“The society which has abolished every kind of adventure makes its own abolition the only possible adventure.” Paris, May 1968

Monday, 2 August 2010

A poaching we will go.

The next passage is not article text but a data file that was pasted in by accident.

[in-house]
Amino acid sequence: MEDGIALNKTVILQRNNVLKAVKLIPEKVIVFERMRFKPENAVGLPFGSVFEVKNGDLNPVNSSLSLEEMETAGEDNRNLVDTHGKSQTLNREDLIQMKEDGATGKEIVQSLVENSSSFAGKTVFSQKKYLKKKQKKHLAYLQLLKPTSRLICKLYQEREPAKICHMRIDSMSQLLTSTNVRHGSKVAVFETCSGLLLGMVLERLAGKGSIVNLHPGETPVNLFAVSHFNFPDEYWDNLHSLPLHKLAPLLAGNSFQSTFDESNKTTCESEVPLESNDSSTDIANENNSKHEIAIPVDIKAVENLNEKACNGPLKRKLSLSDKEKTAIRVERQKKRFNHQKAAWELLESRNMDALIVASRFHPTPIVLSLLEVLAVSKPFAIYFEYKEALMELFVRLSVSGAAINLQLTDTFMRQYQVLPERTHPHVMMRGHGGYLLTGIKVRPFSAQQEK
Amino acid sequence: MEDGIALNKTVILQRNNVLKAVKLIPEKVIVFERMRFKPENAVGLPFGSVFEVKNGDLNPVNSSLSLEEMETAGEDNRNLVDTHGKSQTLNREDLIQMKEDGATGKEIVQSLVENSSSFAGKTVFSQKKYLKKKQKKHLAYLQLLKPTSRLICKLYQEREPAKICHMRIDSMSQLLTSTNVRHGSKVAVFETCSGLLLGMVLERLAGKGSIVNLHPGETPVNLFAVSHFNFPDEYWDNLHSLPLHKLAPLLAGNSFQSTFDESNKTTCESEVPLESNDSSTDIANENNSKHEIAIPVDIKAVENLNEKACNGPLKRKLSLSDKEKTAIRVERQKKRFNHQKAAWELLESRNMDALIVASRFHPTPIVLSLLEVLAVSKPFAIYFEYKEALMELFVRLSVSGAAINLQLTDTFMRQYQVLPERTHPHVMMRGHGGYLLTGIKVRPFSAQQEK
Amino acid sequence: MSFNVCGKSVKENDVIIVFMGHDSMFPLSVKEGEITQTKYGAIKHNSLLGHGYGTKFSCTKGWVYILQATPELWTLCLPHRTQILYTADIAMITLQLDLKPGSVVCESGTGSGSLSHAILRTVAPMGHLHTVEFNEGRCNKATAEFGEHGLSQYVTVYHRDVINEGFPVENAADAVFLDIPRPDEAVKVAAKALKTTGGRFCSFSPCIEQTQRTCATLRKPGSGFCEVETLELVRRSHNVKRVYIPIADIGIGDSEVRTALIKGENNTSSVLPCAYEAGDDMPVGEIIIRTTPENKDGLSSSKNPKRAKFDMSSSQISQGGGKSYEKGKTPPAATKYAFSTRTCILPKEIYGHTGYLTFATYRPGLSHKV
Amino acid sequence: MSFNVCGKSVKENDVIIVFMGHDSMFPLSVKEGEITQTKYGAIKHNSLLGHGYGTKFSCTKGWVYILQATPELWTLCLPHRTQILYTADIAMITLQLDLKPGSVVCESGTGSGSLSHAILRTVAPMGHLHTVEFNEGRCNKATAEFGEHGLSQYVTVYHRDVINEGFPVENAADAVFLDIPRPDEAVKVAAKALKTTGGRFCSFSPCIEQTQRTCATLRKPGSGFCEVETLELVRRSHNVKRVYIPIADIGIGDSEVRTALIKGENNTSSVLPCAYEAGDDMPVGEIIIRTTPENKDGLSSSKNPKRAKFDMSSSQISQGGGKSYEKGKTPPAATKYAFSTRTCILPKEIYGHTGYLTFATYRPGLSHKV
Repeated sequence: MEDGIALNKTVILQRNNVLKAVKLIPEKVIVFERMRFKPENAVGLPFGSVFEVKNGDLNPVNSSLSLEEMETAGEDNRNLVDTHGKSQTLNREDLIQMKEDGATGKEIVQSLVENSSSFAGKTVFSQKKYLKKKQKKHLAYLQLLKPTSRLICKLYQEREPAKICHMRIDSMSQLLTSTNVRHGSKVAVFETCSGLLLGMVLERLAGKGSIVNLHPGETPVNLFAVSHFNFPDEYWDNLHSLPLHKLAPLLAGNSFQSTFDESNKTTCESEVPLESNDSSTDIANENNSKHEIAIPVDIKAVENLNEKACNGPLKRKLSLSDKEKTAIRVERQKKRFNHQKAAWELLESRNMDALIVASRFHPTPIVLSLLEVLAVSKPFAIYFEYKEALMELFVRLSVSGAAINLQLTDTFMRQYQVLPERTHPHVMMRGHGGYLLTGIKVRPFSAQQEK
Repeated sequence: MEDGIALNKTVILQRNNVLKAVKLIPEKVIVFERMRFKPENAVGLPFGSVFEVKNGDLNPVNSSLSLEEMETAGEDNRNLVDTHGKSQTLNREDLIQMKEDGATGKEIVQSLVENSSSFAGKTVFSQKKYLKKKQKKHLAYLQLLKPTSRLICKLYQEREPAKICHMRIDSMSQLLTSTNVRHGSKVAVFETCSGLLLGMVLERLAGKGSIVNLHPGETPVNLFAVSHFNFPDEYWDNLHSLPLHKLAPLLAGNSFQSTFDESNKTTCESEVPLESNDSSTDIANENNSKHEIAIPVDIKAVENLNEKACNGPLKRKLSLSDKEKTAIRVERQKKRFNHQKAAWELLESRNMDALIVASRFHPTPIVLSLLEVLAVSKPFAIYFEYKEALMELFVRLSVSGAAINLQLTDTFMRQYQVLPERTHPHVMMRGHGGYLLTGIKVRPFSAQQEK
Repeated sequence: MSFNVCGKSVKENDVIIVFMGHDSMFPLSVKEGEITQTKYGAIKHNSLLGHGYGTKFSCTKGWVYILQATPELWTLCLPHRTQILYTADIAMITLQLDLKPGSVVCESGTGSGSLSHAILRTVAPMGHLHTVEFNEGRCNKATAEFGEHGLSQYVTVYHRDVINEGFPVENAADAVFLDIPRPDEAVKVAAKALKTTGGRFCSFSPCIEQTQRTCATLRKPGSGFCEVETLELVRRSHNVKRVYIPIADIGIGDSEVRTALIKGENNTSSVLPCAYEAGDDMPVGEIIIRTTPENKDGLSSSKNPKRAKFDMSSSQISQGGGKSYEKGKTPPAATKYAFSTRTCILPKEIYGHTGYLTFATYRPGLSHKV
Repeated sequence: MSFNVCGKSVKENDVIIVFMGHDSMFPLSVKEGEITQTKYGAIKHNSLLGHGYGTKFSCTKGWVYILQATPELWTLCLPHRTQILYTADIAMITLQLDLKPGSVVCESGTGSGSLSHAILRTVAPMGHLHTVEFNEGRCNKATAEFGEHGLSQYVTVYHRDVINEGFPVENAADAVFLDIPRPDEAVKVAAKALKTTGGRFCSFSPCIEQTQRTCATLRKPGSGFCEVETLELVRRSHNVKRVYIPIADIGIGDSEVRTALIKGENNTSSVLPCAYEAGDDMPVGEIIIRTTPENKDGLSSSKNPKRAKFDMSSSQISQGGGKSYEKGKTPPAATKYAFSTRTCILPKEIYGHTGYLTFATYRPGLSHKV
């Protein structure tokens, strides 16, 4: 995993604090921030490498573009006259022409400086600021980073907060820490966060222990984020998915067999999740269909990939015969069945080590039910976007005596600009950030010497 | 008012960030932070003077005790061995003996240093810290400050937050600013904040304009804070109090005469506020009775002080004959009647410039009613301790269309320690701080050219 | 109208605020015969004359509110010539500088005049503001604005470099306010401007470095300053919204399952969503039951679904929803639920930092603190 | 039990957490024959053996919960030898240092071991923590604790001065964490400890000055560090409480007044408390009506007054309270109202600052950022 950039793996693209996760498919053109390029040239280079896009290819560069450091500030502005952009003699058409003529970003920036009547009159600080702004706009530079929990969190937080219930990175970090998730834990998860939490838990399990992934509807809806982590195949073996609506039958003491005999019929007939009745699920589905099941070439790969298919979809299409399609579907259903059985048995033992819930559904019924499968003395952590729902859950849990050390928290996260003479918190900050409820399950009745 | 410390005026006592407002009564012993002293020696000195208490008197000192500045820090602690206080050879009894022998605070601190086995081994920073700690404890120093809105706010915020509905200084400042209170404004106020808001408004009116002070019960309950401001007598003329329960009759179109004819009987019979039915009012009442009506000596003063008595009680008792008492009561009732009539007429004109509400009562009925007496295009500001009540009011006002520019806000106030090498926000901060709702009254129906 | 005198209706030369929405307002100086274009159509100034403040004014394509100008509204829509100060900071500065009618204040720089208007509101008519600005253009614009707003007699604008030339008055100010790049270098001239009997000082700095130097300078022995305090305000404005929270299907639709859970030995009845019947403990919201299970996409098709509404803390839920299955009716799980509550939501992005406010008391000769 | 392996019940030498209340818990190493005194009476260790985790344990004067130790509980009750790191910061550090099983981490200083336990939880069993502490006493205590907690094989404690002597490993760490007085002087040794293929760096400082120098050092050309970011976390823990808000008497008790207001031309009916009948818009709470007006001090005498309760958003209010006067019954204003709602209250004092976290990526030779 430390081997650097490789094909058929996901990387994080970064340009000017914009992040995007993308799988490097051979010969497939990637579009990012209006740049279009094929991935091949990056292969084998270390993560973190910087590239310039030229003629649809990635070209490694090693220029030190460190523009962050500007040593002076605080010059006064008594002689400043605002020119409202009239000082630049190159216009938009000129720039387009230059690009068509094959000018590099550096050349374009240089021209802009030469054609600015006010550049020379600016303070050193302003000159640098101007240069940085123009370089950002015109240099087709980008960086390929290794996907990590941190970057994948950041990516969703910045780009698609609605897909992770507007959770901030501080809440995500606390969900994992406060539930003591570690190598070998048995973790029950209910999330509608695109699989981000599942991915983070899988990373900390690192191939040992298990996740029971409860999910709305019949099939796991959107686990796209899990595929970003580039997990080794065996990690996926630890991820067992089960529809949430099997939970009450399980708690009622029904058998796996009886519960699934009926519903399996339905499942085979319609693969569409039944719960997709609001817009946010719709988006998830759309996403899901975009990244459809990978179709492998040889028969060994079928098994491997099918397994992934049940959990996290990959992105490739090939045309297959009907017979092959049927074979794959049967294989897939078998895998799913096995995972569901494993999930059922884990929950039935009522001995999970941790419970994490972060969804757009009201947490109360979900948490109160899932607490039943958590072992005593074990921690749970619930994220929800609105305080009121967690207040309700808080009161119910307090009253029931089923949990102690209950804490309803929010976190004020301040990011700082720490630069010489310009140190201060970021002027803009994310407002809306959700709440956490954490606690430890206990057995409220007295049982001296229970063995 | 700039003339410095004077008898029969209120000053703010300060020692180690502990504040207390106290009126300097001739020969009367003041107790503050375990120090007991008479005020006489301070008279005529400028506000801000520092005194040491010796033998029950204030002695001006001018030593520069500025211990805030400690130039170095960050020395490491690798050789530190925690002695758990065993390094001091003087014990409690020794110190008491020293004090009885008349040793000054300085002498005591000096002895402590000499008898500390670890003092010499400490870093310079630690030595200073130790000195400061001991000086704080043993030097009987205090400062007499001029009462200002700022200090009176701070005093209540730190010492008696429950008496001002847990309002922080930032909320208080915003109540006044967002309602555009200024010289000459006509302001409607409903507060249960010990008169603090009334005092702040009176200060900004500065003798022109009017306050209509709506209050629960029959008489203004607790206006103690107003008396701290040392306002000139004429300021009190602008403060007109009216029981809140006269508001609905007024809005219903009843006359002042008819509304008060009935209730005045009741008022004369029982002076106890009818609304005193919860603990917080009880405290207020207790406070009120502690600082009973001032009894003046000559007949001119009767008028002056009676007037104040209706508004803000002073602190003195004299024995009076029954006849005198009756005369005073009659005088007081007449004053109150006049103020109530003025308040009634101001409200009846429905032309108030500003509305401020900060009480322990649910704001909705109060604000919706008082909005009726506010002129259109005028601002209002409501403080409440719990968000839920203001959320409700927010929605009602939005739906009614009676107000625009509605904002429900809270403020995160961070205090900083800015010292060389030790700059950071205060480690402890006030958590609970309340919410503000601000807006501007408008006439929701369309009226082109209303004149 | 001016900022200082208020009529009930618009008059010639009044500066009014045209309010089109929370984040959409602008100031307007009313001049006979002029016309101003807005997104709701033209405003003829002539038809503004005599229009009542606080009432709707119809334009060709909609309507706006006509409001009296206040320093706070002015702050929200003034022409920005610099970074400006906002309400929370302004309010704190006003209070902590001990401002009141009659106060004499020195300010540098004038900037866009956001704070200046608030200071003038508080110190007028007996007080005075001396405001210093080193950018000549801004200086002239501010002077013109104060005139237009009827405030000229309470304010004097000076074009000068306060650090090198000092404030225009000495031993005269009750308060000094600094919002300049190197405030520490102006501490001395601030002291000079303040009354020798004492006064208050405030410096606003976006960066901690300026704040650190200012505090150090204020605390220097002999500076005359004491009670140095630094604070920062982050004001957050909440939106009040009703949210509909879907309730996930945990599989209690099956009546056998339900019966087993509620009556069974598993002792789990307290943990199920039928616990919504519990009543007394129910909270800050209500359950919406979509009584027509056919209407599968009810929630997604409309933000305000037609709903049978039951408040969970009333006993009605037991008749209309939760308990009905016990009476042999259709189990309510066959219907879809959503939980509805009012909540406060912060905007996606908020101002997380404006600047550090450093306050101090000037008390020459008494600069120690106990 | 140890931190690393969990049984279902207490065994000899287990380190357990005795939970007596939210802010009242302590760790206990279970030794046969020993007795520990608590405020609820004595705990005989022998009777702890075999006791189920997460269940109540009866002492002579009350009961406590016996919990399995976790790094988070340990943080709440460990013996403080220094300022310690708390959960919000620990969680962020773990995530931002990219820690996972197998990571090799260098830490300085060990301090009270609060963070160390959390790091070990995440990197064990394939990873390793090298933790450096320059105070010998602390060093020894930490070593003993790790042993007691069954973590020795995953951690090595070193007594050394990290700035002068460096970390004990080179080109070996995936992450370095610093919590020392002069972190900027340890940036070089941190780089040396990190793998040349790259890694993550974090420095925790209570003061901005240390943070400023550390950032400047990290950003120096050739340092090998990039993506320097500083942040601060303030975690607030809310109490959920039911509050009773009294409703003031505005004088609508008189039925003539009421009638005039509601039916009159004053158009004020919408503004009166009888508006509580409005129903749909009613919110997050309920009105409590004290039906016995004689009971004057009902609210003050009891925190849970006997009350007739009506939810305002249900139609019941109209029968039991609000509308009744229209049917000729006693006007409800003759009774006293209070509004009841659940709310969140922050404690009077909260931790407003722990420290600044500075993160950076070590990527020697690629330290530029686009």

When hunt saboteurs and animal rightists talk about the class nature of field sports they have a point. Hunting with hounds, game shooting and fly fishing have all tended to be the preserve of the wealthy. One obvious reason for this is the cost involved but the ownership of land was and is a far more important factor in keeping the hunting of game very much an upper class pursuit. However the thrill of the hunt is universal and wherever the ruling elite have sought to restrict hunting for themselves, frequently on pain of death, there has existed that curse of the toffs and their lickspittle gamekeepers, the poacher. There is nothing very romantic about having to risk your life in order to put food on the table but the poacher has always been driven, not only by necessity, but also by a desire to cock a snook at authority and do what they shouldn't oughta. There has long existed a tradition of working class blokes mooching about the lanes and byways of the countryside with terriers and lurchers and generally getting up to no good. Long may that tradition continue. You can take it from me that the pheasant knocked of it's perch with a stick in a moonlit wood where you have no right to be tastes every bit as good as the one driven to the Purdeys by beaters.

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